This time, however, it was much more complicated and tragic.
Something about 8 am, our ACE noticed a police report that said that there had been a death investigation at a certain address which turned out to be an address of Alpha Gamma Rho fraternity house. I made some calls, but neither police spokesperson nor medical examiner’s office couldn’t say much beyond the fact that there had been a death at this frat house, and that a victim was a 19-year old male.
At the same time, one of other students on GA shift (I’m not sure it would be appropriate to disclose her name here) knew some people at Alpha Gamma Rho. She was obviously worried, and she called them — more as a friend than as a journalist. From what they told her it appeared that the death of this student was caused by a medical condition he had for a long time. Of course, they didn’t say it on the record and they didn’t have any proof of that.
So we had an issue. We had a news item that was definitely newsworthy, but we could run only with a fact that a student died at a frat house. And that fact could potentially be a huge source of speculation — everybody knows that frat houses have a certain reputation. And these speculations, from what we knew, would be completely untrue. But at that point we didn’t have any evidence to disprove them.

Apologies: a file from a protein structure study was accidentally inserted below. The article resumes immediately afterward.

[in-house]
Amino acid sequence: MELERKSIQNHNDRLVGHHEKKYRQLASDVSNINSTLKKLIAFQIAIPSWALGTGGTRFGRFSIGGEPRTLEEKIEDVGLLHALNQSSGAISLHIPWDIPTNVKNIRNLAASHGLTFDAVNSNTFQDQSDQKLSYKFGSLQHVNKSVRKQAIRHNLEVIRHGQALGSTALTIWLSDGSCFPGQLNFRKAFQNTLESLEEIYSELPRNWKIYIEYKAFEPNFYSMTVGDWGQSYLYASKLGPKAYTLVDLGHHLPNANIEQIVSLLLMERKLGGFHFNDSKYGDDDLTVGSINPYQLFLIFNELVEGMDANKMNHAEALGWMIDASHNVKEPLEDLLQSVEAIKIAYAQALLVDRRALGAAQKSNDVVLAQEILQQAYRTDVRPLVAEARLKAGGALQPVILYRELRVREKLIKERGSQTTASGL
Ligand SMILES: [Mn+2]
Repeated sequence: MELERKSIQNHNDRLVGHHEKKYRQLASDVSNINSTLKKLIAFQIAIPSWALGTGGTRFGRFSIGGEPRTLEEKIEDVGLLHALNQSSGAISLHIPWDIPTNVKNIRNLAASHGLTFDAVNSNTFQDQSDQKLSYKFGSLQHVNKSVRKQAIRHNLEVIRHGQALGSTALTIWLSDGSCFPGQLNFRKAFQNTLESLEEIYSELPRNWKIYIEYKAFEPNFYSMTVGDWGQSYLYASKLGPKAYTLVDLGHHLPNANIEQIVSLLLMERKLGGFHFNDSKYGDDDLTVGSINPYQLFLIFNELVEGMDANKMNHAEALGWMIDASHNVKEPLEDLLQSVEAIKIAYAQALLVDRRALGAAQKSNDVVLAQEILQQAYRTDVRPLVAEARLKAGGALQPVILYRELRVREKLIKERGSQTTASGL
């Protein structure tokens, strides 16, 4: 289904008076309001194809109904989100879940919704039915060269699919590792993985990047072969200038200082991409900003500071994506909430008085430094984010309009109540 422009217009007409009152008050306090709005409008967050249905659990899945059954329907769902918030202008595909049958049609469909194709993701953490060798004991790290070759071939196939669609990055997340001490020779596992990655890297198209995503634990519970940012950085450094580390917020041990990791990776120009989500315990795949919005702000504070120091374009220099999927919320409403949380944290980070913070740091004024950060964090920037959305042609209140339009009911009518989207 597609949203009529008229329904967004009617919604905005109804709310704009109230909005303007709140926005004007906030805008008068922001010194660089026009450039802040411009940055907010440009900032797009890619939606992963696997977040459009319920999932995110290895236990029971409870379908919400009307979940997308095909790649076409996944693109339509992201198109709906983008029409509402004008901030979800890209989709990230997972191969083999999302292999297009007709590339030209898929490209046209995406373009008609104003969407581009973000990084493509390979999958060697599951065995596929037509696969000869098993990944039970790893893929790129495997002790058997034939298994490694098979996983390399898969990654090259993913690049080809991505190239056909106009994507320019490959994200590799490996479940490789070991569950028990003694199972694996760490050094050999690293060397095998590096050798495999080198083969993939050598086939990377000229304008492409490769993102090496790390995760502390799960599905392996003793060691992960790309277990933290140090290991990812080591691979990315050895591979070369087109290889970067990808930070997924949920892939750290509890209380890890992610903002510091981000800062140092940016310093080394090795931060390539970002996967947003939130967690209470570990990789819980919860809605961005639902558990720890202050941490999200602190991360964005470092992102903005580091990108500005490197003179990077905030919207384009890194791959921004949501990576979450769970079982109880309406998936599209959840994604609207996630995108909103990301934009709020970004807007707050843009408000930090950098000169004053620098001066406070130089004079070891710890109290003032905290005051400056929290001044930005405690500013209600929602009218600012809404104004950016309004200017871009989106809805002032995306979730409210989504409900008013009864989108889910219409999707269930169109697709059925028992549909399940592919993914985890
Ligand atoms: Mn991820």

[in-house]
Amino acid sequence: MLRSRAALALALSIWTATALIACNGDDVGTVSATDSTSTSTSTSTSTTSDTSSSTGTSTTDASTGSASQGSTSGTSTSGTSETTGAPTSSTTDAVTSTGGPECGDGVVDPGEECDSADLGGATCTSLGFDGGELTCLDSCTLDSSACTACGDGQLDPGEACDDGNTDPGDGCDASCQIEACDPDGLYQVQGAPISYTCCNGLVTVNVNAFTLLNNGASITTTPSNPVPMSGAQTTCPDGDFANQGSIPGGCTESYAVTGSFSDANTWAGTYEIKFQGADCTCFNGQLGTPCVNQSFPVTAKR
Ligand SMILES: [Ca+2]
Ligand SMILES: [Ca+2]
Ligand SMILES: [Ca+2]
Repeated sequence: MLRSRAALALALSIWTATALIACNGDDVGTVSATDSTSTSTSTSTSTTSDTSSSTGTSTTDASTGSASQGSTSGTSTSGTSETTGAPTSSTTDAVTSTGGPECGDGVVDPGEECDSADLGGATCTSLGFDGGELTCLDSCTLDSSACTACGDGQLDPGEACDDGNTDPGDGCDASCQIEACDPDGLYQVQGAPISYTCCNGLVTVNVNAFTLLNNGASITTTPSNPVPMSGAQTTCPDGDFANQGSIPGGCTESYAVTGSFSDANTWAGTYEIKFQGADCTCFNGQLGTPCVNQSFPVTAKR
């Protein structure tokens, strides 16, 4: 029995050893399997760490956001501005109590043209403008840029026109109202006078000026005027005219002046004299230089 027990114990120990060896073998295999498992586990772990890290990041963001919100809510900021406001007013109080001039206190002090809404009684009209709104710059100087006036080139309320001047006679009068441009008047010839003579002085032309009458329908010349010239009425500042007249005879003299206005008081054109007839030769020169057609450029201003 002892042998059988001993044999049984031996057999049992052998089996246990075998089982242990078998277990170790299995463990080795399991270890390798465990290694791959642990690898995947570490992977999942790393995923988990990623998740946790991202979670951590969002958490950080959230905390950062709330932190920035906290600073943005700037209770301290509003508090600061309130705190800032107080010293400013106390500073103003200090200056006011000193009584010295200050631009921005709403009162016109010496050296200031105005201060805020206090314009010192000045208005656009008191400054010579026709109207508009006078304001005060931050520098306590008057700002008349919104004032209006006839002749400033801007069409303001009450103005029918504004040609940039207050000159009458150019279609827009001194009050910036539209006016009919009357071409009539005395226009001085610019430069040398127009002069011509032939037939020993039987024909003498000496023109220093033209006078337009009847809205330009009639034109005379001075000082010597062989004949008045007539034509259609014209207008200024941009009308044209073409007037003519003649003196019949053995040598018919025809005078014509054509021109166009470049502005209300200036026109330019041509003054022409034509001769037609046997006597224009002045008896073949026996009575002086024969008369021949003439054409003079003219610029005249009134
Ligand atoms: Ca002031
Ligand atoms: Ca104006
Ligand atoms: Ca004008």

Liz Brixey, our GA shift editor, initially went with the latter. And I agreed with her at that point. It seemed obvious that we shouldn’t create a source of speculation if we knew that it wasn’t the case for it. And we simply didn’t have enough information for a proper story.
But several minutes later the editor-in-chief of the Missourian Tom Warhover came in — and overruled the decision. We put up a special announcement that informed our readers that a student had been found dead at a frat house, and that we would update the story as soon as we got new information.
To be honest, I’m still not sure who was right in this situation. In a sense, everybody — and no one: there were too many implications that surrounded both of decisions. Anyway, it was a good lesson — at least it gave me a lot to think about.
Fortunately, we were soon able to get some quotes from the police and the medical examiner’s offices that confirmed that Cale Boedeker most likely died because of a medical condition he had (he had diabetes). And I’m really grateful to Seth Klamann, who, honestly speaking, did most of the work. But at least I was able to get some information from the police and to reach out to some of Cale’s friends — who I couldn’t thank enough for talking to a reporter in such grave circumstances.
Well, what’s left to say here. Let’s hope that on my next GA shift I won’t be dealing with death again.